However, when PEI was encapsulated into NP, we found that compared to naïve control, nonsilencing siRNA-PEI-PLGA-PEG NP and PDGFR-β siRNA-PEI-PLGA-PEG NP did not change intracellular LC3B but significantly increased autophagic flux and upregulated all four autophagy-related genes (scenario No.6, Table S2). This was because the increased initiation stage was followed by an equally increased degradation stage, causing the increased number of autophagosomes to be completely converted and degraded in the degradation stage. Therefore, the encapsulation of PEI into NP made a significant contribution to promoting the degradation stage of autophagy, therefore producing a greater increase in autophagic flux than NP without PEI.

Subsequently the comparisons were made between nonsilencing siRNA PLGA-PEG NP and nonsilencing siRNA-PEI PLGA-PEG NP. We found that in comparison to nonsilencing siRNA PLGA-PEG NP containing no PEI, the encapsulation of PEI into PLGA-PEG NP (regardless it is nonsilencing siRNA or siRNA PDGFR-β encapsulated) significantly decreased intracellular LC3B, increased autophagic flux, and augmented the expression of four autophagy-regulatory genes. Based on the analysis, the profiles of nonsilencing siRNA-PEI-PLGA-PEG NP and PDGFR-β siRNA-PEI-PLGA-PEG NP are likely to fit the criteria described in scenario No.11, Table S2. Even though we did not observe higher increase in the gene expression of TECPR-1 and UVRAG than Beclin-1 and VPS 34, scenario No.11 was the only one meeting all the other conditions. We thought there might be some other genes/proteins involved in the pathway of autophagy that were not measured in this study (like mentioned above) and all the participating factors led to the changes of LC3B and autophagic flux observed in this study. Therefore, based on the comparison, we believed that, on the basis of nonsilencing siRNA PLGA-PEG NP, PEI encapsulation could further promote the initiation stage and degradation stage simultaneously and more promotion could possibly occur in the degradation stage.

Previous literature has shown that free PEI can enhance the formation of autophagosomes and LC3B47,49 mainly during the early stages of autophagy. Whether or not the late stages of autophagy is affected (e.g., fusion of autophagosomes and lysosomes) is not clear. This made it difficult to conclude that the autophagic flux was augmented since as discussed earlier, blocking the late stage would halt the progression of autophagy, rendering the targets for degradation to accumulate in autophagosomes instead of being degraded in autolysosome. In our study, we have provided evidence showing that our nonsilencing siRNA-PEI-PLGA-PEG NP and PDGFR-β siRNA-PEI-PLGA-PEG NP can promote autophagic flux (degradative activity of autophagy) by promoting both the formation of autophagosomes (initiation stage) and the fusion of autophagosomes with lysosomes (degradation stage) simultaneously with more promotion made in the degradation stage, which has never been reported previously. And we found that the promotion of autophagic flux is related to the upregulation of four autophagy regulatory genes (Beclin-1, VPS34, TECPR-1 and UVRAG). We are not sure what other genes/protein are also involved in this process, therefore, further studies are required to discover the roles of other possible autophagy regulated genes/proteins to provide a complete explanation for the current findings.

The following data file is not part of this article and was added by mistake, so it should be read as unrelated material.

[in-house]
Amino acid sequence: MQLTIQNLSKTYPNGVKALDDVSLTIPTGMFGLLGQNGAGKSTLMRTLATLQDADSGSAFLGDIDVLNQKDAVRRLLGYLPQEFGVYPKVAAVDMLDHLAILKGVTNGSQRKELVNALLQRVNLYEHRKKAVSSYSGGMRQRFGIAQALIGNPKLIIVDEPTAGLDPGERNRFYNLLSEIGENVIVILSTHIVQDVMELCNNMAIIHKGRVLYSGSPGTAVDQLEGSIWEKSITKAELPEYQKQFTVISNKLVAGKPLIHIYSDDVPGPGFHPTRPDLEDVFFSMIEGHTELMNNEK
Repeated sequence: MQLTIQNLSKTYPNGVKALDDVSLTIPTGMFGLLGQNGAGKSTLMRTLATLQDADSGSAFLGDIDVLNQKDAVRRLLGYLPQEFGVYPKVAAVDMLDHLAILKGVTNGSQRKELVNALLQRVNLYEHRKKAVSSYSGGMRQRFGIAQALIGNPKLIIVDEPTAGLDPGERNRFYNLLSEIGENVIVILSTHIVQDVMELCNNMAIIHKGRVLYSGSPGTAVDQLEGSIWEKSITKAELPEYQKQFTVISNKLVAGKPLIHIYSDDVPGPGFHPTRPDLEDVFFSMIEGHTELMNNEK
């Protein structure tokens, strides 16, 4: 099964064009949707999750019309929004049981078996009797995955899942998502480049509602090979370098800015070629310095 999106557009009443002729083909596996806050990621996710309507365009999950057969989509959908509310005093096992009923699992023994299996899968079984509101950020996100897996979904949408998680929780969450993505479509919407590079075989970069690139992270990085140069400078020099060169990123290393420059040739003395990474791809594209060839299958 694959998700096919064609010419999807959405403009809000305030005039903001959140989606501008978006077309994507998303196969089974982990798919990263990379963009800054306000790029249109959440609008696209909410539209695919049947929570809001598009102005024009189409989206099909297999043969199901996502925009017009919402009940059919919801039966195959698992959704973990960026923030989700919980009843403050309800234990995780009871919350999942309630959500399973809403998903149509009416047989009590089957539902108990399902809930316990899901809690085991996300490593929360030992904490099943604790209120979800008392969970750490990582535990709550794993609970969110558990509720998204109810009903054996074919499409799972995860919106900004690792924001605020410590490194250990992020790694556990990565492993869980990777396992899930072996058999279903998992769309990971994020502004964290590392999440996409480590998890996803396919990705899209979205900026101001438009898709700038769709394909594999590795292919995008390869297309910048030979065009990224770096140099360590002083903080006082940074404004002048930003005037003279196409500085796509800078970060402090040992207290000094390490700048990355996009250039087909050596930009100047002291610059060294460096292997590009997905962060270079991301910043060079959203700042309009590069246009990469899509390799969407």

Xiaoling Gao et al. have shown that free PEI was taken up by cells via clathrin-mediated endocytosis (CME) pathway and the CME pathway plays an important role in promoting the formation of autophagosomes49. Previous literature has also reported that PLGA-PEG NP (~300 nm, negatively charged) can be taken up by cells through both CME, and clathrin-/caveolae-independent pathways depending on the cell type54. Although the mechanism of entry into vaginal epithelial cells of our siRNA-PEI-PLGA-PEG NP has not been investigated, it is possible that our siRNA-PEI-PLGA-PEG NP is also taken up by cells via the CME pathway due to the presence of PLGA-PEG which in turn promotes the formation of autophagosomes. Therefore, besides the upregulation of autophagy-regulatory genes, the cell uptake pathway of NP may also contribute to the promotion of initiation stage of autophagy.

The use of PDGFR-β siRNA-PEI-PLGA-PEG NP should start days before sexual interactions as there is a delayed onset of action of gene silencing by PDGFR-β siRNA and its use may continue as long-term since the gene knockdown effect of siRNA is transient and continuous intracellular level of siRNA may need to be maintained for sustained gene knockdown. However, the dosing frequency and duration of administration have to be determined by future in vivo and clinical studies as they are highly related to the formulation’s efficacy and safety profiles. Currently the prevention efficiency of our PDGFR-β siRNA-PEI-PLGA-PEG NP can not achieve 100% in vitro so in the future other potential receptors can be targeted simultaneously to enhance the prevention efficacy. For example, epithelial membrane protein 2 (EMP2) has been found as a potential target to reduce C. trachomatis infection and the use of genetic silencing technique or neutralizing antibody can reduce chlamydial infection in vitro and in vivo55. Therefore, siRNA targeting EMP2 can be co-encapsulated in our NP system and/or anti-EMP2 antibody can be conjugated to the surface our NP due to the versatility of NP drug delivery system.

Methods

Cell culture and C. trachomatis propagation